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July 1974: the month modern UK health and safety was born

Fifty years ago this month, major changes in law affecting nearly all workplaces across the UK were about to take place. Changes that have fundamentally made the country one of the safest nations to work in anywhere in the world.


If you are old enough, cast your mind back to July 1974:

  • West Germany beat Netherlands 2-1 to win the FIFA World Cup

  • The island of Cyprus was in effect divided into two sections.

  • Jimmy Connors of the USA won the men’s singles title at Wimbledon, a day after his fiancee, Chris Evert, won the ladies title.

  • US President Richard Nixon was embroiled in the Watergate scandal.

  • The Provisional IRA bombed the Tower of London, killing a librarian caught in the explosion.


Perhaps the biggest event to have an impact on the following half century and beyond, took place on the final day of that July, when Her late Majesty, Queen Elizabeth II gave Royal Assent to the Health and Safety at Work, etc Act 1974.


Health and Safety at Work Act 50 years with garish 1970s pattern

The Committee on Health and Safety at Work was appointed in May 1970 by Barbara Castle, Secretary of State for Employment and Productivity.


The catalyst for the establishment of the committee was the Aberfan disaster of 21 October 1966, when a coal board spoil heap collapsed onto a primary school killing 116 children and 28 adults.



The committee was required to review and make recommendations in relation to the safety and health of persons at work and that of the public in connection with activities on industrial, commercial or construction sites.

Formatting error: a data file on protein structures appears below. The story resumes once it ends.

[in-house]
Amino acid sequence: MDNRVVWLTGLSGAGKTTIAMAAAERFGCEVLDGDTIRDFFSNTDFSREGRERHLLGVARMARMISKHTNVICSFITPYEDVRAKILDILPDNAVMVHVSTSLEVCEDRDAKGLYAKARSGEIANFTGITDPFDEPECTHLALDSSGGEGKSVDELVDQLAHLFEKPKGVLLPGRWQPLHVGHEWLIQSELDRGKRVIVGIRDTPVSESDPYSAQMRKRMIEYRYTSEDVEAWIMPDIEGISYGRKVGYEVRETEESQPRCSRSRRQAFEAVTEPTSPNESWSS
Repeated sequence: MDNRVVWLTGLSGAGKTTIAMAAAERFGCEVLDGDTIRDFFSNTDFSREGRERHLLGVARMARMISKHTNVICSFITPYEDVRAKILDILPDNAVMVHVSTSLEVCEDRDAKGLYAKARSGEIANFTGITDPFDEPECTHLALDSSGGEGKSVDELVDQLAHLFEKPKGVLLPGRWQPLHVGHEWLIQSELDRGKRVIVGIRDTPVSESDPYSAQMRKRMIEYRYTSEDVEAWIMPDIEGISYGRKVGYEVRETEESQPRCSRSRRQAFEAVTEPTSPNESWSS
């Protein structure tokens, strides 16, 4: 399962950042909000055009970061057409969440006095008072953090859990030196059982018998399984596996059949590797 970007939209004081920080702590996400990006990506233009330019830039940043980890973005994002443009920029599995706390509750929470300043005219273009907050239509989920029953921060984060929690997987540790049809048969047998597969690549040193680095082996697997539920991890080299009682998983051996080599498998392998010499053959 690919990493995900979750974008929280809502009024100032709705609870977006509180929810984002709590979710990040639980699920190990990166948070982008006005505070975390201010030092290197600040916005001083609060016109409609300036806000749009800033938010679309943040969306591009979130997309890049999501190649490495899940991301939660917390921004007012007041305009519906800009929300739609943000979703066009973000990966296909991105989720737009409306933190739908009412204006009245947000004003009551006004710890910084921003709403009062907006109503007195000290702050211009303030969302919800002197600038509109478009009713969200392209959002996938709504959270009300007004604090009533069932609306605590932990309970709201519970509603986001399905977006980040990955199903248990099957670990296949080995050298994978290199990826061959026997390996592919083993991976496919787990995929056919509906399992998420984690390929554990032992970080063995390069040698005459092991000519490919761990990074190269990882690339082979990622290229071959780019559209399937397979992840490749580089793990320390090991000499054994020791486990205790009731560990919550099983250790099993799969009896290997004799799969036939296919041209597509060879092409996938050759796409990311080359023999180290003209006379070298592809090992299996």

The committee was chaired by Lord Alfred Robens, Chairman of the National Coal Board, who had previously led the investigation into the Aberfan disaster, and comprised six other members.


He spent a decade as chair of the National Coal Board before heading up the Committee on Health and Safety at Work.


The Committee reported in June 1972, the recommendations of the committee were substantially enacted in the Health and Safety at Work, etc Act 1974, which received Royal Assent on 31 July 1974.


In January 1973, the Health and Safety Commission was set up and consequently the Health and Safety Executive. The Act was fully enabled on 1 January 1975. Later, these two bodies merged into the current Health and Safety Executive.


The main parts of the Act still in use are (other sections are still in place too):




LEGACY


It’s impossible to calculate how many lives the Act, along with the many laws it has enabled, have saved over the half century, or how many improvements have been made to workplace health and safety as a result. The best estimate came in a review of the act in 2008 when Lord Grocett stated:


“Between 1974 and 2007, the number of fatal injuries to employees fell by 73%: the number of non-fatal injuries fell by 70%. Between 1974 and 2007, the rate of injuries per 100,000 employees fell by a huge 76%, and Britain had the lowest rate of fatal injuries in the European Union in 2003… The EU average was 2.5 fatalities per 100,000 workers; the figure in the UK was 1.1”


According to HSE figures for the year 2022-2023, this figure has now stabilised at 0.41 workers killed per 100,000.


This shows that the Health and Safety at Work, etc Act 1974 continues to help protect the workers of the United Kingdom. Long may that continue.



Sources: HSE, Wikipedia



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